Well, how late is it going to be?  Beats me.  I can’t even get my mind around what the right measure would be. Now that the Midwest is on a track parallel to last year, it’s about two weeks behind where it was last year (D).  But if we ask when the upward shift started, it’s closer to two month late (E).

I guess the right perspective is to forget about the past, and ask when we expect to retrace last year’s peaks, going forward.  If that’s the right perspective, then the answer is that we appear to be just two weeks behind (D).  As of today, this year’s Midwest (thick orange line) is running parallel to last year’s Midwest (thin blue line), just two weeks later in the year.

I hope you fully appreciate that this is guesswork.  But it’s the best I have to offer.  If you can find something more likely to be accurate, go with that.

The weather

I’m still waiting for the U.S. National Oceanographic and Atmospheric Administration (NOAA) to put out its official summary of October 2021’s weather.  But even as we wait for the official word, we know more than enough to say that this Fall has been much warmer than last Fall throughout most of the U.S.   And, in particular, throughout the Midwest — the region that led the 2020 U.S. COVID-19 winter wave.

The NOAA maps below show the difference from typical (30-year-average) temperatures by month.

Focusing on the upper Midwest and Mountain regions:

September 2020 was average, while September 2021 was significantly warmer than usual.  The difference appears to be perhaps 6 degrees F warmer this year than last year.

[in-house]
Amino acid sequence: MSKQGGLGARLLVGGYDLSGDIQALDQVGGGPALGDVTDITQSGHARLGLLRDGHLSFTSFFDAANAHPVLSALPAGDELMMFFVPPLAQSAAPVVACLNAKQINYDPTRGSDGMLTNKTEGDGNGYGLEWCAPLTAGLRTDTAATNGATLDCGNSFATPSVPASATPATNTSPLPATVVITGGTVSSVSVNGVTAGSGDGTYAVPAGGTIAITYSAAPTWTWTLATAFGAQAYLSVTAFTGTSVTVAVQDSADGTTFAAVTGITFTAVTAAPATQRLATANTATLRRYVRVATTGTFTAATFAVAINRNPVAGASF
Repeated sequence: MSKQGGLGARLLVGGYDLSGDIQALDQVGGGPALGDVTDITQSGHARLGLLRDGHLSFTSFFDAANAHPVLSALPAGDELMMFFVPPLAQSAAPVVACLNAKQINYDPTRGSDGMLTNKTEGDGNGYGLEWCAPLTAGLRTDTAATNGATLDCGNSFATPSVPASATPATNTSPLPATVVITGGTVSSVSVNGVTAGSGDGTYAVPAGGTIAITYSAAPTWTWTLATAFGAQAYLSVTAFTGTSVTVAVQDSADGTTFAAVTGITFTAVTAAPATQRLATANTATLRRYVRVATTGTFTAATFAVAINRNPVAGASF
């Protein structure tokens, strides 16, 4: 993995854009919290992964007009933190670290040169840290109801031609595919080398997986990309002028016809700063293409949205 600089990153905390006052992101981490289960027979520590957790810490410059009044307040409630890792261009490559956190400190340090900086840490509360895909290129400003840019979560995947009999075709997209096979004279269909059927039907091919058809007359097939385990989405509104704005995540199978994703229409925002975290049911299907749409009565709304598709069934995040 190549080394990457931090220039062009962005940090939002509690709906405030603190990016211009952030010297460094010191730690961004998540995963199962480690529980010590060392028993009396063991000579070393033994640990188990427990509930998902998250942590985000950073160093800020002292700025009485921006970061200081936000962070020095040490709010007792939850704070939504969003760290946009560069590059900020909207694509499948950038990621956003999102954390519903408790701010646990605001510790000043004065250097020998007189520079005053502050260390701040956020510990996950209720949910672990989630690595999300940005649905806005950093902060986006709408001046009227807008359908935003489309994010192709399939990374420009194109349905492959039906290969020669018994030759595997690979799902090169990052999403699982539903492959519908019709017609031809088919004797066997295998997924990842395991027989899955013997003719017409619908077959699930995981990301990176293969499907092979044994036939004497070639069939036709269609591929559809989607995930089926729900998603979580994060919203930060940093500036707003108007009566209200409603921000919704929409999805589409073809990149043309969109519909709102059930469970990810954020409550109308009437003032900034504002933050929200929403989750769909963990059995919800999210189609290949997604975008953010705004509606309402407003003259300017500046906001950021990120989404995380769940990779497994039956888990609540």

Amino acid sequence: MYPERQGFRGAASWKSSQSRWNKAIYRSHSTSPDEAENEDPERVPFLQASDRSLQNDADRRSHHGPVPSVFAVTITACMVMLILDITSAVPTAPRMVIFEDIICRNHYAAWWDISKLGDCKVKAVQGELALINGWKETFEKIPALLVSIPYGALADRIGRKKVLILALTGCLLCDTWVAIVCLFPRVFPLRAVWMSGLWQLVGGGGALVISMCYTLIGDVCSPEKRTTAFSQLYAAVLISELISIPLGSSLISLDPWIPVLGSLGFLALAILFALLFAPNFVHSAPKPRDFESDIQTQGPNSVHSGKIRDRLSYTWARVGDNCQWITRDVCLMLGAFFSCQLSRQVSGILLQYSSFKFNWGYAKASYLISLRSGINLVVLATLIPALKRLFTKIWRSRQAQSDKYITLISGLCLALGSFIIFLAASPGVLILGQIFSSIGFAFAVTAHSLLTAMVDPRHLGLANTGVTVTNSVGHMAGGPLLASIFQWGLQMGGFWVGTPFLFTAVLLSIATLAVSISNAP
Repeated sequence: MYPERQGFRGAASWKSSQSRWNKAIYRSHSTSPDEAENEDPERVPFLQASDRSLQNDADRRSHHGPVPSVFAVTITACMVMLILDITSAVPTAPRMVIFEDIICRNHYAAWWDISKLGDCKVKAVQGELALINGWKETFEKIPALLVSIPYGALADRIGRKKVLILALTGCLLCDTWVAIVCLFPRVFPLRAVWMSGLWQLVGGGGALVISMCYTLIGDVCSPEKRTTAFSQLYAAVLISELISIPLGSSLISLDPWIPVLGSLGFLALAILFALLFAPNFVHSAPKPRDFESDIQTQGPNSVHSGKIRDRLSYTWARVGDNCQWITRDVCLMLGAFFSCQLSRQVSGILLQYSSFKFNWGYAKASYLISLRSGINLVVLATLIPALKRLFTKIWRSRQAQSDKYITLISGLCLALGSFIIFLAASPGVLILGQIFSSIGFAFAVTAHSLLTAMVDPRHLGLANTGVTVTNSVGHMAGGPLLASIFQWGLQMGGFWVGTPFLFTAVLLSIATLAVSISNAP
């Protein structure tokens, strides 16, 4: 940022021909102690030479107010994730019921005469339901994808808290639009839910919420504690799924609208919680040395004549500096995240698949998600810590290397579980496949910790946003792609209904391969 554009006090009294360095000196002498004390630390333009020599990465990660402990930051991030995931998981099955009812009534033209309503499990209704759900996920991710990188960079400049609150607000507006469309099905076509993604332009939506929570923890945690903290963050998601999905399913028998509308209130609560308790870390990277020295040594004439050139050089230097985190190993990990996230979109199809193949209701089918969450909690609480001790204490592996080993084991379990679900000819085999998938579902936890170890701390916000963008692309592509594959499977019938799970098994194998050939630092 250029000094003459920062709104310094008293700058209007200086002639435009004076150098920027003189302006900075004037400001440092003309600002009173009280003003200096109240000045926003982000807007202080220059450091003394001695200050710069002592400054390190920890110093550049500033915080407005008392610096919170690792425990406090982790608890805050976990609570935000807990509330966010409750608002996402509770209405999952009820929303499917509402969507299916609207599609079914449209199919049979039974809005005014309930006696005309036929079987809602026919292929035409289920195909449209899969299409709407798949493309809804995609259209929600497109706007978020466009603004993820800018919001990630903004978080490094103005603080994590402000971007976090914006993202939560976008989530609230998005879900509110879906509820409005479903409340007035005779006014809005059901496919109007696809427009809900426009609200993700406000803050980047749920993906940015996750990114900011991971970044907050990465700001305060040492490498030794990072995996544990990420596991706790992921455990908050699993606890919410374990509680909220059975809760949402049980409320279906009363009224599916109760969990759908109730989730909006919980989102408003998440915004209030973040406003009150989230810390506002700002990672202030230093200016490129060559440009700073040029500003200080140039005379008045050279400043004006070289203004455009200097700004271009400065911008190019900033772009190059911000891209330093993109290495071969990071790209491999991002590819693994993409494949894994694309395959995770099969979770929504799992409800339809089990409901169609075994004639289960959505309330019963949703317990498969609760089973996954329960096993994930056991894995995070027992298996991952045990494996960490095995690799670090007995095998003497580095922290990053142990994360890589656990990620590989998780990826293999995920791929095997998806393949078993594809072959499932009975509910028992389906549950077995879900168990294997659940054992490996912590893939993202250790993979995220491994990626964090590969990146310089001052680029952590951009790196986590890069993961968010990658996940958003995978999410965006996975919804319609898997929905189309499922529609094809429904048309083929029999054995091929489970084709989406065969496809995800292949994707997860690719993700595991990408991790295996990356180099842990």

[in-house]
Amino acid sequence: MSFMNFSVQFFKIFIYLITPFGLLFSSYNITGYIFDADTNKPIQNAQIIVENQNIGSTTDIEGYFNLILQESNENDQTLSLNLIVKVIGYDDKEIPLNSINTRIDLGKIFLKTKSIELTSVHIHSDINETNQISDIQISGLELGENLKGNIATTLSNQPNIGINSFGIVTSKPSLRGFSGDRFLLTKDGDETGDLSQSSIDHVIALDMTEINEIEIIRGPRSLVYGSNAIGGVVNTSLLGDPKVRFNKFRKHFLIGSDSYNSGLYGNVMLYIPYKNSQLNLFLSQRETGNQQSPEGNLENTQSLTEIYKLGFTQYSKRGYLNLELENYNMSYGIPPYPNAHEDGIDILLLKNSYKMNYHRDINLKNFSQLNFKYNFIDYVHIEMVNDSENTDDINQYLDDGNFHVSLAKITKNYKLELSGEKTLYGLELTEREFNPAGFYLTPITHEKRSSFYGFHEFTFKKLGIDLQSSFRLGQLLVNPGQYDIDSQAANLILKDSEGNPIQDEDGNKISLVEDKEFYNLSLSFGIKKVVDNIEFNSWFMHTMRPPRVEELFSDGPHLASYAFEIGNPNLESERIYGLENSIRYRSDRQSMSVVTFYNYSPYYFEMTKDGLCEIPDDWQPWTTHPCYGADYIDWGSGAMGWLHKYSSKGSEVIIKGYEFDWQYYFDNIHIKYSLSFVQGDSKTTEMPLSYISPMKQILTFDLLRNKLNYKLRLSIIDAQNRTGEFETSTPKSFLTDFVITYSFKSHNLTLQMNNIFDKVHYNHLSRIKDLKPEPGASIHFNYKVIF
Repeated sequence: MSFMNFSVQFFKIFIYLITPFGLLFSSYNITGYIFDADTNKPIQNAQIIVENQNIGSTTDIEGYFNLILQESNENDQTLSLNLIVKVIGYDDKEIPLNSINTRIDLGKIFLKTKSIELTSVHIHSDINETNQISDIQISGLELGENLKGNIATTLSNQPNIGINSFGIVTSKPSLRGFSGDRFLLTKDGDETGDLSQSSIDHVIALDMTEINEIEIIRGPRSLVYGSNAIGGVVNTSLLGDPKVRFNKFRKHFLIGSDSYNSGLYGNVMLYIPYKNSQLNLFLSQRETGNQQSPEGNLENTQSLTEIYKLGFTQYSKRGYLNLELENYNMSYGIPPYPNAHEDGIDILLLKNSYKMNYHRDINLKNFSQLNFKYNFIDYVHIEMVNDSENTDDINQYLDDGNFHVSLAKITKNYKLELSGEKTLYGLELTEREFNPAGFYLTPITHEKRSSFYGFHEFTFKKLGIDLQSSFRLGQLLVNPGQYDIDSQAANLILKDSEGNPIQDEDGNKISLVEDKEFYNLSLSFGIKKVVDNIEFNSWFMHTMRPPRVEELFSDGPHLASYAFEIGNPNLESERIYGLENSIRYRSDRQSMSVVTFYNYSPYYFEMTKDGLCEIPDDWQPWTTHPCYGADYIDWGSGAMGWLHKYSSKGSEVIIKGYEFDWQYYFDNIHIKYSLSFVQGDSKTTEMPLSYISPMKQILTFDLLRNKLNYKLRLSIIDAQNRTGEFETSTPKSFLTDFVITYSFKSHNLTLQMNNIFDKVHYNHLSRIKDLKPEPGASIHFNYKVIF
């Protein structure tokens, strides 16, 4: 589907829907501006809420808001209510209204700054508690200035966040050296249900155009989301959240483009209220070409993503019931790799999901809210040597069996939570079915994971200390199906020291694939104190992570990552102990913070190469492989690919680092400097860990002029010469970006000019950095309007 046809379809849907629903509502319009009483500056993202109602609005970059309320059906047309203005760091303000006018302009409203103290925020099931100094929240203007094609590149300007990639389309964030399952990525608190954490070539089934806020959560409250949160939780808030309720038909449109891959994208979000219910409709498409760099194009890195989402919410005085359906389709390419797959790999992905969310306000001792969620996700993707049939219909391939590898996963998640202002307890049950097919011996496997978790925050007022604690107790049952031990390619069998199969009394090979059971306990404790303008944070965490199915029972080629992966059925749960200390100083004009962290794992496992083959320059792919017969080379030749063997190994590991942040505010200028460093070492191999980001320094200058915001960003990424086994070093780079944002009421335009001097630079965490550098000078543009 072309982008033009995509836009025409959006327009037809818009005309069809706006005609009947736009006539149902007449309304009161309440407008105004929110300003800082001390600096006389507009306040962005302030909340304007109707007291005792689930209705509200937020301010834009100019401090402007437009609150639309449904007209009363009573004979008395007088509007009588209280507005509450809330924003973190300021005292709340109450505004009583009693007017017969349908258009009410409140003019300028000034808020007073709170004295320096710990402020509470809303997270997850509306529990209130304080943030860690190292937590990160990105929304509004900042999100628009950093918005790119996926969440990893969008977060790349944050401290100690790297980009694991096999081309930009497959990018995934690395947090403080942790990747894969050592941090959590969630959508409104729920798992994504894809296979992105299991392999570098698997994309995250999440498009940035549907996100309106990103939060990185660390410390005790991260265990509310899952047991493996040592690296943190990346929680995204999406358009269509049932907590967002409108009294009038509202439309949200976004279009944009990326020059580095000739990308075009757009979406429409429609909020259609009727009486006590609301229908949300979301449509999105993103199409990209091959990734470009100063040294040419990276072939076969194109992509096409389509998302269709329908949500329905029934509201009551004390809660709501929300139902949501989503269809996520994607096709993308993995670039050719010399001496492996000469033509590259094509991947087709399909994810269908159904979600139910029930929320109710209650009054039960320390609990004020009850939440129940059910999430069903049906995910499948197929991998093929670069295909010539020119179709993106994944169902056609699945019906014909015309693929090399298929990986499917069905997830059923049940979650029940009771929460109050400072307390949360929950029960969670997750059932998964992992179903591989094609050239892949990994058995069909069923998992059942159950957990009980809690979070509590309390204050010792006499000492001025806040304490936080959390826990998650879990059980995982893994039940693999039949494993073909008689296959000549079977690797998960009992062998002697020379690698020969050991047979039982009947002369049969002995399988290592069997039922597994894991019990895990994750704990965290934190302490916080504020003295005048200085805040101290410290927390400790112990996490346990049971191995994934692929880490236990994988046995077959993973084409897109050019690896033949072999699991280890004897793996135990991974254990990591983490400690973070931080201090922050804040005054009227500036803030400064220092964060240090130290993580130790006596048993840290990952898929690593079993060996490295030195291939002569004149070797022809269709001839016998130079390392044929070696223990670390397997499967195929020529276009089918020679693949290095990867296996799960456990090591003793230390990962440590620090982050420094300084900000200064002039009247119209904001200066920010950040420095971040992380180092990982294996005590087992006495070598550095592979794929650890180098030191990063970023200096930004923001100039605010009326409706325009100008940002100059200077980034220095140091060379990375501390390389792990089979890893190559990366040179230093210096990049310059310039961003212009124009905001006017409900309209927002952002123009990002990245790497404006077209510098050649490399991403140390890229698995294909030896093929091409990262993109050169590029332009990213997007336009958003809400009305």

Source:  NOAA.

To put that into perspective, let me look at the average monthly temperature in Des Moines, Iowa.  That should be roughly typical of the upper Midwest.  There the difference in average monthly temperature looks like this:

  • August versus September:  10F
  • September versus October: 12F

Source:  Calculated from

And so, that 6F of additional September warmth in 2021 was the equivalent of around half a month’s worth of Fall cooling.   Compared to the typical year, September 2021 ran about half-a-month late in the upper Midwest, while September 2020 was right on time.  On net, then, temperature-wise, September 2021 ran two weeks late (warmer), compared to last year.

For October, by contrast, the weather turned cold last year.  October 2020 was about 6F colder than normal.  Or, on that same scale, October 2020 ran half-a-month early (colder).

We don’t yet have the NOAA map for October 2021, but by all accounts, October 2021 was warm.  It set numerous daily records for warmth in the eastern half of the U.S.   Here’s a crude map of the temperature anomaly for October 2021, showing that much of the Midwest averaged about 6F warmer than normal.  Or, on that same scale, October 2021 ran about half-a-month late (warmer).

Source:  Washington Post.

On net, then, September and October 2021 were somewhere between half-a-month and a month later (that is, warmer) than the corresponding months in 2020.  (In the U.S. Midwest).

In other words, up to now, the onset of winter is running two to four weeks late in the U.S. Midwest, compared to last year.

And so, if air temperature really is the critical variable for winter spread of COVID-19 (through its influence on indoor relative humidity (Post #894), we ought to expect the 2021 winter wave to run about half-a-month to a month later than the 2020 wave.

Add in a backdrop of continuing declines in case counts in the the South, from the late-summer Delta wave, and things seem to be pretty much on track.  I don’t think we’ve skipped a winter wave this year.  I just think it’s running a few weeks later than last year, owing to the difference in the weather.

Right or wrong, give it another couple of weeks, and we should know one way or the other.